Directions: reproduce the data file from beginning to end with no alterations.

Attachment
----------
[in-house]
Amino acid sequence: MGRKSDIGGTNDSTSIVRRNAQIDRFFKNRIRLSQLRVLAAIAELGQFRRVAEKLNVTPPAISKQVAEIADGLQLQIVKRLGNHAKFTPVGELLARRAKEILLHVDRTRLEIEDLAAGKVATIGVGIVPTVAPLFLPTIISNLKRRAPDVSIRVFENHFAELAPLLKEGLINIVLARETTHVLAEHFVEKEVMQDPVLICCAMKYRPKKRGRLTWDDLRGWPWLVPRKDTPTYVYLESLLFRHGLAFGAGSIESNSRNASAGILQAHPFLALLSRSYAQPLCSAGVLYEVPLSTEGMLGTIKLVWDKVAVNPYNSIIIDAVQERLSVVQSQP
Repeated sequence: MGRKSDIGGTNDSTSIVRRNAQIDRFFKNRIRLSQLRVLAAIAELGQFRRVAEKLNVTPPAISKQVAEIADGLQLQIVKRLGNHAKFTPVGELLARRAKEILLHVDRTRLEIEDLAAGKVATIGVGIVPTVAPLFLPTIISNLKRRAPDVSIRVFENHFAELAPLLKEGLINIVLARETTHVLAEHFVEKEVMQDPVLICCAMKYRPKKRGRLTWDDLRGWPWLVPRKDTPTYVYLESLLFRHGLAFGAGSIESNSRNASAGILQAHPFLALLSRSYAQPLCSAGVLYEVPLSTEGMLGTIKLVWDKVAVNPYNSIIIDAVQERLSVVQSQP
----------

[in-house]
Amino acid sequence: MGRKSDIGGTNDSTSIVRRNAQIDRFFKNRIRLSQLRVLAAIAELGQFRRVAEKLNVTPPAISKQVAEIADGLQLQIVKRLGNHAKFTPVGELLARRAKEILLHVDRTRLEIEDLAAGKVATIGVGIVPTVAPLFLPTIISNLKRRAPDVSIRVFENHFAELAPLLKEGLINIVLARETTHVLAEHFVEKEVMQDPVLICCAMKYRPKKRGRLTWDDLRGWPWLVPRKDTPTYVYLESLLFRHGLAFGAGSIESNSRNASAGILQAHPFLALLSRSYAQPLCSAGVLYEVPLSTEGMLGTIKLVWDKVAVNPYNSIIIDAVQERLSVVQSQP
Repeated sequence: MGRKSDIGGTNDSTSIVRRNAQIDRFFKNRIRLSQLRVLAAIAELGQFRRVAEKLNVTPPAISKQVAEIADGLQLQIVKRLGNHAKFTPVGELLARRAKEILLHVDRTRLEIEDLAAGKVATIGVGIVPTVAPLFLPTIISNLKRRAPDVSIRVFENHFAELAPLLKEGLINIVLARETTHVLAEHFVEKEVMQDPVLICCAMKYRPKKRGRLTWDDLRGWPWLVPRKDTPTYVYLESLLFRHGLAFGAGSIESNSRNASAGILQAHPFLALLSRSYAQPLCSAGVLYEVPLSTEGMLGTIKLVWDKVAVNPYNSIIIDAVQERLSVVQSQP